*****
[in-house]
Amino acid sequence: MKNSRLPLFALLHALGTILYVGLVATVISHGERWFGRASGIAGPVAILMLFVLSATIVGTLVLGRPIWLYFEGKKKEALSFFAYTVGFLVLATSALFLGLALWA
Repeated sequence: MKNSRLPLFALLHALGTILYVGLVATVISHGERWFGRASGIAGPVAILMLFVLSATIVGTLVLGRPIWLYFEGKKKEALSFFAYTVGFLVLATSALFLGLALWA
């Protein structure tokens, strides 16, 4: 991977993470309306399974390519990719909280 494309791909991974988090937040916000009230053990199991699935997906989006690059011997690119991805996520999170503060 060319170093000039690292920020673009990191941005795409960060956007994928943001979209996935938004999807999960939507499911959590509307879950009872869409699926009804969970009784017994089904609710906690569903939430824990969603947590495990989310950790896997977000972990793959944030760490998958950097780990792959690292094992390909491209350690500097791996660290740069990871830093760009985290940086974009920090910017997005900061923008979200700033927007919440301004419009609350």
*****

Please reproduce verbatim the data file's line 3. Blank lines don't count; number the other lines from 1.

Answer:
Repeated sequence: MKNSRLPLFALLHALGTILYVGLVATVISHGERWFGRASGIAGPVAILMLFVLSATIVGTLVLGRPIWLYFEGKKKEALSFFAYTVGFLVLATSALFLGLALWA